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Closing the vocabulary gap

in the Early Years

During the time I raised my own four children, I went back to college and then university to eagerly train to be a teacher. I have now had the privilege of being an Early Years teacher for the past 20 years.


Within this time, I have found the greatest challenge I face as an Early Years teacher is attempting to close the vocabulary gap between those children who enter reception coming from a language-rich home life to those children that do not. We are increasingly finding that our cohort is a class of two halves. As well as this, the increasing use of technology; phones, ipads etc, has perhaps hindered some opportunities for adult-child interactions.


The challenge of closing the vocabulary gap is high on my list of priorities in the classroom and at the forefront of everything I do. A child’s use and understanding of vocabulary greatly determines how effectively they will access the school curriculum and as a result, how well they will perform at school.

Importance of the setting

There have been changes in my setting to reflect this need to develop speech and language. We use our middle zone area for child-led interactions with an adult. The adult will join the children in their play. This offers a comfortable environment for the child. The opportunities to develop language in an area of the child’s interest are the greatest. I love the use of popular culture to engage the children, as this is what is familiar to them. We bought a range of busy books from Tesco a few years ago. These offer a range of characters and each day a different small world area is set up using these. This could be Paw Patrol, Superheroes, Princesses (amongst many others). The area provides an ideal opening to conversation by asking the children what they know of the characters and subsequently building a vocabulary rich story around them.

Helicopter stories

We are also developing our use of helicopter stories. These stories, written by the children, start very simply at the beginning. Across the academic year, children listen to, watch and act out each other’s stories on the carpet area. This allows them to glean ideas and vocabulary from each other whilst developing their story telling skills in a kinaesthetic and thoroughly enjoyable way.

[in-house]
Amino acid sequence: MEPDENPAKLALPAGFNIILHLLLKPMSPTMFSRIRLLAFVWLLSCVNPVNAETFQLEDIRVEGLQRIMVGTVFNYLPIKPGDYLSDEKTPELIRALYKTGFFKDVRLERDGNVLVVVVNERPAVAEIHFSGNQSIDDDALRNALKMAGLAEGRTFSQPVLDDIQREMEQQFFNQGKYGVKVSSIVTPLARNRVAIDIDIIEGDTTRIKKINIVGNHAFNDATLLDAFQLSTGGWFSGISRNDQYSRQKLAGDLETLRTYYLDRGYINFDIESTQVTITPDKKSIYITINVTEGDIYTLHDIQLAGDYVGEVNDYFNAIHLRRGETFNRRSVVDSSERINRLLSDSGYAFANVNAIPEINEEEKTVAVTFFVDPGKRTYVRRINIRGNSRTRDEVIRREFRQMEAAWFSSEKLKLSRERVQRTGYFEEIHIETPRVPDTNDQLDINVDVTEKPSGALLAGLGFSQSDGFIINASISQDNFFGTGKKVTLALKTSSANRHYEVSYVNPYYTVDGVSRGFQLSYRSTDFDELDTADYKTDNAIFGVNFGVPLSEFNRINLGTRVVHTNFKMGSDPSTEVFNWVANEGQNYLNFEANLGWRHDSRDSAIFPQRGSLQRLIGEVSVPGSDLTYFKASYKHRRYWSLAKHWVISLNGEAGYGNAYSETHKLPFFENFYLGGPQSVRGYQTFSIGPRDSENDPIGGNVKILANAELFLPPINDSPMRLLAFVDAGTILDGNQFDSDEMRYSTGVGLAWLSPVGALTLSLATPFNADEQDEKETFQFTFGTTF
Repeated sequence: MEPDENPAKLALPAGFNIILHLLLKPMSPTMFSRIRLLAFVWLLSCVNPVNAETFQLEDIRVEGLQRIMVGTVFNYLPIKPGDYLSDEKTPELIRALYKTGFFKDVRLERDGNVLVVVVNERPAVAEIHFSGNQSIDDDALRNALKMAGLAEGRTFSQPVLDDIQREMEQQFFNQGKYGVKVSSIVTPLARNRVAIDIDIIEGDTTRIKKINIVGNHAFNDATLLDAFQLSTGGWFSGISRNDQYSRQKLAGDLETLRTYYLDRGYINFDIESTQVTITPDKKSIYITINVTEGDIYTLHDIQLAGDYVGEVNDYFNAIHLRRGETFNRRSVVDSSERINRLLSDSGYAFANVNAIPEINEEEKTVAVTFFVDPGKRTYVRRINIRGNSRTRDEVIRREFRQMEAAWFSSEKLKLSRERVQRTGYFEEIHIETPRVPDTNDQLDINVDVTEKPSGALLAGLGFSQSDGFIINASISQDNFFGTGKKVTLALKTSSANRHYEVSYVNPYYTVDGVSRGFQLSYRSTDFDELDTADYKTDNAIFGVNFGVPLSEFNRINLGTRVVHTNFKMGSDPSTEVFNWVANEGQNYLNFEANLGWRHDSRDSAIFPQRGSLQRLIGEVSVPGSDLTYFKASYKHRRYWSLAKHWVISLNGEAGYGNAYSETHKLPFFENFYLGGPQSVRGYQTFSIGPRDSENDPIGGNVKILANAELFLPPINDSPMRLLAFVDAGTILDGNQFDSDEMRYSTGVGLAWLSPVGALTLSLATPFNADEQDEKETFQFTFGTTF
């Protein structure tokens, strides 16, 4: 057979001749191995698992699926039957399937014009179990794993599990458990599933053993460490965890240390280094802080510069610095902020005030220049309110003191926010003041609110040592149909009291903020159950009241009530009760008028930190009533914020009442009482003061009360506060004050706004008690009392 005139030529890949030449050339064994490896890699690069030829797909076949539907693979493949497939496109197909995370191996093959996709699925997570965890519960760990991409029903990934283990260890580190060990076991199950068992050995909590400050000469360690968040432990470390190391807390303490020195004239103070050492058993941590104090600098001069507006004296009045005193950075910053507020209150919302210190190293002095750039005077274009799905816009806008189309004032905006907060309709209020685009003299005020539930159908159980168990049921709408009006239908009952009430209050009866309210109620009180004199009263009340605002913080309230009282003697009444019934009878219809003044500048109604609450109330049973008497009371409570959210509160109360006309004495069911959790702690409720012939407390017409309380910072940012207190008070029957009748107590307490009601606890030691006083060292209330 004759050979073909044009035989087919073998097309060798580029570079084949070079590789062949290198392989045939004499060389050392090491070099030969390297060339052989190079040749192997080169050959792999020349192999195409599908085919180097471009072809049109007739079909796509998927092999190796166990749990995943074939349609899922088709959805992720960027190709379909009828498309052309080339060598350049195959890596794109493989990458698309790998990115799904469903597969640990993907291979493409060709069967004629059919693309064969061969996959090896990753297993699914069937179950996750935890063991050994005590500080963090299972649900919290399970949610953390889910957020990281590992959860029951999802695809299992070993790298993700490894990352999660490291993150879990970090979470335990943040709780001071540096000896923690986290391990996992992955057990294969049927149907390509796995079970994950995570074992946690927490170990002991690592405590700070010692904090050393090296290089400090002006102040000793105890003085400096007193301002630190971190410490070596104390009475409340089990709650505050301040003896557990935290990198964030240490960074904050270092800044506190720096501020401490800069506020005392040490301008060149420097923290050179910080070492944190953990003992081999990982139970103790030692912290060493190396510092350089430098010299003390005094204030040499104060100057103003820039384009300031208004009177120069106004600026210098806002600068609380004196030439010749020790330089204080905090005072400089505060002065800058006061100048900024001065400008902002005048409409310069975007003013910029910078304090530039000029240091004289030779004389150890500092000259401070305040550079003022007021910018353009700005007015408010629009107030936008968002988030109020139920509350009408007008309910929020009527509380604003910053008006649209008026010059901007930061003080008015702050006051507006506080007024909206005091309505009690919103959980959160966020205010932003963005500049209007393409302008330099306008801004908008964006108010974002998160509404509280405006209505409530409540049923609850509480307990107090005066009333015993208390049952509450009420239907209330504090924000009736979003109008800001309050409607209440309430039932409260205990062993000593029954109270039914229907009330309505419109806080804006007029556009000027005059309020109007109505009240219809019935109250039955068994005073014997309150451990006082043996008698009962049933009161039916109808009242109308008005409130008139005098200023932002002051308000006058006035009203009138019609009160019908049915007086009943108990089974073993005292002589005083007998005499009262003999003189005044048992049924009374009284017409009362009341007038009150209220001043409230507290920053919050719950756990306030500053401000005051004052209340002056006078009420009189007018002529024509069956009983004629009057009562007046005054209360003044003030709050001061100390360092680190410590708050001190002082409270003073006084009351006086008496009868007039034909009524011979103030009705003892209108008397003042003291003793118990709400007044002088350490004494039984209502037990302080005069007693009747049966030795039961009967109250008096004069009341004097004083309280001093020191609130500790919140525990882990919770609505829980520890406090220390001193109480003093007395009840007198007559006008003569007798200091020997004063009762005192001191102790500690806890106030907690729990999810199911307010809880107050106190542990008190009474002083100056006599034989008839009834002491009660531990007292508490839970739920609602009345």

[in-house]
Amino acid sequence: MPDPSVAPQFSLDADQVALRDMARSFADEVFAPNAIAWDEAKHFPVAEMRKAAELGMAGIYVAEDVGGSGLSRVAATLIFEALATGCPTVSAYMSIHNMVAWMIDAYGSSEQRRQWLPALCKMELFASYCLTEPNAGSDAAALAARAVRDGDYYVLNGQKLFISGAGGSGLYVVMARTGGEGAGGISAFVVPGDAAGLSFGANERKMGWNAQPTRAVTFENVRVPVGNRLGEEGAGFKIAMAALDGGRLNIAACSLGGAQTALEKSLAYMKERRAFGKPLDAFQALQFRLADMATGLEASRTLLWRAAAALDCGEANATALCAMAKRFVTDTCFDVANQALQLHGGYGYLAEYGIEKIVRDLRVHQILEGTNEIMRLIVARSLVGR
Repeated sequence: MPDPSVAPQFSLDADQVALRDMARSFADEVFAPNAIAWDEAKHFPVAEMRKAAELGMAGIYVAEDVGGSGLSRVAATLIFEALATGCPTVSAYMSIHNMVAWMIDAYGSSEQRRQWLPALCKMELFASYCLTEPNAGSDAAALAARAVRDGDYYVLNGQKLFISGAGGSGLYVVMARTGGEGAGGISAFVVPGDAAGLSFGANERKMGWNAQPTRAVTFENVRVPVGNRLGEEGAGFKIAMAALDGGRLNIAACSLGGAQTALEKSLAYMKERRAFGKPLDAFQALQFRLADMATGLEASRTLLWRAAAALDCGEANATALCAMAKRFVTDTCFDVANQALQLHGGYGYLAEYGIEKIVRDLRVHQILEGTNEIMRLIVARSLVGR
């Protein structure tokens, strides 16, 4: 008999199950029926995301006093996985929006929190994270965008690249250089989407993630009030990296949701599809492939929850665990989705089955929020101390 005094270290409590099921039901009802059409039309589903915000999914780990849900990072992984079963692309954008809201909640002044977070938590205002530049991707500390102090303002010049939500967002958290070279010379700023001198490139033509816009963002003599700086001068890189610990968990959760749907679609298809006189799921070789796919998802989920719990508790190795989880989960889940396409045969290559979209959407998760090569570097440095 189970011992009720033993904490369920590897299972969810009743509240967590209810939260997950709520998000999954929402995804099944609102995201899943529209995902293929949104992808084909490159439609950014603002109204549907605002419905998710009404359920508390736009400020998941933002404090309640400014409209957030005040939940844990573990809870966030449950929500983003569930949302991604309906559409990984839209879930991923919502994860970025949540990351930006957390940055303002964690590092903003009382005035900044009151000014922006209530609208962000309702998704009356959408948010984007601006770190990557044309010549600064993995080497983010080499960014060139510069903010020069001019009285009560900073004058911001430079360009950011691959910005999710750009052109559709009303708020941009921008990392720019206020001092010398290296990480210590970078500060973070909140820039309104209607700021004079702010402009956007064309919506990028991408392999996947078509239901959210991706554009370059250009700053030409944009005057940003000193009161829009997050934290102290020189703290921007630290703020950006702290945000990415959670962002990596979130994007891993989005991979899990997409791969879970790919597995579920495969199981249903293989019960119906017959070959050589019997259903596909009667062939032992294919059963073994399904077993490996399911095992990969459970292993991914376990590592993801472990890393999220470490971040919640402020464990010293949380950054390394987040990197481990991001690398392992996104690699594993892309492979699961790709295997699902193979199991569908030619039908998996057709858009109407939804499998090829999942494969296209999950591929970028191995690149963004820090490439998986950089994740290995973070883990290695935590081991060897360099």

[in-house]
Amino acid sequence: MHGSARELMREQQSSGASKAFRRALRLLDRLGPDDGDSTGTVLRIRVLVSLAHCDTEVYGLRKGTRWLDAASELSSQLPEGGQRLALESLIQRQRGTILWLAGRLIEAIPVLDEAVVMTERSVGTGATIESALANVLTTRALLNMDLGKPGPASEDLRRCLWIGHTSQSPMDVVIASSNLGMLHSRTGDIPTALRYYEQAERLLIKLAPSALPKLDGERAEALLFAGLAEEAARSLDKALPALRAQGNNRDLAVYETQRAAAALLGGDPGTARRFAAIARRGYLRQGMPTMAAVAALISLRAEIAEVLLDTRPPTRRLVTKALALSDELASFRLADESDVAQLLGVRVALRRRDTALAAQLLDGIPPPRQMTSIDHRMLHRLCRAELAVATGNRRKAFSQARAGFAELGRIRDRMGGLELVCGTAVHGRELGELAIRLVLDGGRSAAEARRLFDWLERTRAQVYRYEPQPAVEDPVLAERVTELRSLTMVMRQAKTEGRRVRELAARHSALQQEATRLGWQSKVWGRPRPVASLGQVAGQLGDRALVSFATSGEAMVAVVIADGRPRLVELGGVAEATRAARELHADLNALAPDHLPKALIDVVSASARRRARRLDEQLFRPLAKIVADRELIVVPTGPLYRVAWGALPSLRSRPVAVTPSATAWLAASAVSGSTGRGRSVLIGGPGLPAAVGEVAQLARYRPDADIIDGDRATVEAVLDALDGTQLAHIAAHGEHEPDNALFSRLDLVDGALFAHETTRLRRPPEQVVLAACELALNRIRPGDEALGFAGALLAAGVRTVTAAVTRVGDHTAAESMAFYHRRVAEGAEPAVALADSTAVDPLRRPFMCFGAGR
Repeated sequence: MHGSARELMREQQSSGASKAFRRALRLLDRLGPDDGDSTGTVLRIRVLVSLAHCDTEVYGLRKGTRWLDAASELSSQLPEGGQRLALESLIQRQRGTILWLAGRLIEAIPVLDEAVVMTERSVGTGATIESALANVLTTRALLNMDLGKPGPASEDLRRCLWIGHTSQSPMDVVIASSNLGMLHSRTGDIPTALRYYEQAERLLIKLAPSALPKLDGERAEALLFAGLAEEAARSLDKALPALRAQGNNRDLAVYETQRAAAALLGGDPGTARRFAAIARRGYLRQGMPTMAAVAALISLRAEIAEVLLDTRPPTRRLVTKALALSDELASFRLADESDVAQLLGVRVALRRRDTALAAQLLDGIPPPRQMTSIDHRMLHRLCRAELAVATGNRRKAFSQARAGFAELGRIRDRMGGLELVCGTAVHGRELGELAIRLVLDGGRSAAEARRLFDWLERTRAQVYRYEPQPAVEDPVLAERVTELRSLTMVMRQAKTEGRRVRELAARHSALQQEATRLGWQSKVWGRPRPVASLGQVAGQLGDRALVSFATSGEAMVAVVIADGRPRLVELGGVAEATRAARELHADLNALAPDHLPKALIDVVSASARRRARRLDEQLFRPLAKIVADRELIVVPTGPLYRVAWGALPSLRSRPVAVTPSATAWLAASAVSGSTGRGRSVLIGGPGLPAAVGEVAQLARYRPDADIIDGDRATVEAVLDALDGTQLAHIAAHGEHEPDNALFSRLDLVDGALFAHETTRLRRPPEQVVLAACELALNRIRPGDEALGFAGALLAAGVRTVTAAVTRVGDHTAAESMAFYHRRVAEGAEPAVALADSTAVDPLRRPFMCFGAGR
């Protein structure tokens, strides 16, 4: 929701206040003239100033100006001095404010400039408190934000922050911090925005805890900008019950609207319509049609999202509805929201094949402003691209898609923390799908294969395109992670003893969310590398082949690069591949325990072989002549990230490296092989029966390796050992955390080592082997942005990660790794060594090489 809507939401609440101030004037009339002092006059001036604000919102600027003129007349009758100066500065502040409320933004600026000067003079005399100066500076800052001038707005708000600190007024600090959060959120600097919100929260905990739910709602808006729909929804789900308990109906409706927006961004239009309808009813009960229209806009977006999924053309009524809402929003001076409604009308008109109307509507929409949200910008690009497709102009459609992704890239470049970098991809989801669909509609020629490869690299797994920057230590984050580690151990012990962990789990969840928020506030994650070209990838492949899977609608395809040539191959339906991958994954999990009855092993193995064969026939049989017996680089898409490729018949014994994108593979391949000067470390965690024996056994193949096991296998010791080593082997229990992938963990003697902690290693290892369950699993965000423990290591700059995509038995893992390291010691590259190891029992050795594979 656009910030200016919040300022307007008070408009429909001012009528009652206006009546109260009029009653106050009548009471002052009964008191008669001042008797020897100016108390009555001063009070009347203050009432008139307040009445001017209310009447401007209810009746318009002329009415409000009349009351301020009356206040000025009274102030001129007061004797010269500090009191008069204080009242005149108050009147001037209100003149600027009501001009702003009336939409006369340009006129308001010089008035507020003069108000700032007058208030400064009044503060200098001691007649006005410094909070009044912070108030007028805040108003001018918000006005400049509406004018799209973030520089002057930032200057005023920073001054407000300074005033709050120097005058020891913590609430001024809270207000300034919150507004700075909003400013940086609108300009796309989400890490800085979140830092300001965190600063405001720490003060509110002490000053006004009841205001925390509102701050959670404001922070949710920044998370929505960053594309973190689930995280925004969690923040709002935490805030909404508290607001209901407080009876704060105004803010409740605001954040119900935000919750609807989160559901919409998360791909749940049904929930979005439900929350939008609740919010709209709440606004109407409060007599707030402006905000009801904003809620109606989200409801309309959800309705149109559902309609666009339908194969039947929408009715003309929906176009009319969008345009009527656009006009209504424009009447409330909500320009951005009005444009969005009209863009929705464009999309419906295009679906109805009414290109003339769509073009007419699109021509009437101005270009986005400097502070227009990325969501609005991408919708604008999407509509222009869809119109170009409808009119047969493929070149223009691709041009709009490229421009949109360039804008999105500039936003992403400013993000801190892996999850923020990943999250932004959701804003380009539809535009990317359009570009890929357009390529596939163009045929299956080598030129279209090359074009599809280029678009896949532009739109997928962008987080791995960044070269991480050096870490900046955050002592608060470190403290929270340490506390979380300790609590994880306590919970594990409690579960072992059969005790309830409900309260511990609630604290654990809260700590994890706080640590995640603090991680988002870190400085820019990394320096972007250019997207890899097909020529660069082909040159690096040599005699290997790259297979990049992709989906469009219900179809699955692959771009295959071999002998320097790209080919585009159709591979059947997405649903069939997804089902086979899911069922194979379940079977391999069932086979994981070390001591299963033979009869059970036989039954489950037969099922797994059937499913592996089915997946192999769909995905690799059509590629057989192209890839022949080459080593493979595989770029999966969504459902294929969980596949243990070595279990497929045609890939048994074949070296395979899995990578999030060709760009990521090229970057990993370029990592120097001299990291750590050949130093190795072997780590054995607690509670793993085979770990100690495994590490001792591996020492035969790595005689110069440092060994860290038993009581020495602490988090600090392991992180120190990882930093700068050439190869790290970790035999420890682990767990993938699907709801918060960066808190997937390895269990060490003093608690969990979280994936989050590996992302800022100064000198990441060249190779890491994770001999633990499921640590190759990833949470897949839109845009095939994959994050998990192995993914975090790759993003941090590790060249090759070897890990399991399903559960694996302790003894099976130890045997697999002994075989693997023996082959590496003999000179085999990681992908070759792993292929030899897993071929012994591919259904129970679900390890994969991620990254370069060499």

Home-school diaries

Whilst teaching in Nursery, I found the use of home-school diaries invaluable for a perfect opportunity to allow the child to talk about something important to them…their home life. The diaries were sent home on Friday and returned on Monday. Parents were encouraged to fill them with news, photos, pictures of things their child had done at the weekend. Each week, the children shared their diaries with an adult. It was a lovely way for each child to share their own experiences.

The importance of reading and books

Our setting is a huge advocate of developing the love of reading. Books provide a perfect opportunity to develop children’s language. We send home reading books weekly, in addition to a self-chosen book from the library. The school, in addition, has its own library service where children can give/take books from the library every Friday. They can keep the book forever or return it if they wish. It is a perfect, environmentally friendly way of sharing the love of books and giving all children the opportunity to have access to books.

The importance of the outdoors

I love using the outdoor environment to develop language. It is a completely different atmosphere outside, and opportunities present themselves in so many exciting ways. We use instruments to accompany our singing and acting out of nursery rhymes. We develop language through presenting challenges to the children and talking together as they attempt the challenge. Exploring nature provides lovely ways for children to learn new words. The list is endless…

The importance of talking about learning

As a school, we believe it is important to develop the meta-cognitive skills of children. I use strategies of bridging backwards and forwards whilst teaching. I have big books to record the children’s learning. These are filled with photos, children’s written and spoken work. They provide a perfect way of encouraging the children to remember what they have already done and the picture clues from the books encourage them to remember and talk about their past learning.

Grandma helper

Finally, I have a wonderful grandma helper who comes into school each week. She uses her time to talk to the children and share their news and anything else they want to tell her (which is usually lots).

I plan an activity for her to encourage the children to talk. This could be baking, a science experiment, mixing paint, creating a junk model, cutting up fruit, making sandwiches etc. The children are always so excited to spend time doing the activity and the chat around the table is always so wonderful to witness.


I am always keen to develop my practise and welcome any ideas which other practitioners may have to develop speech and language.

 

With many thanks to Cheryl Keyworth for writing this article.

Cheryl is a reception teacher and member of the EuHu Teacher Board.

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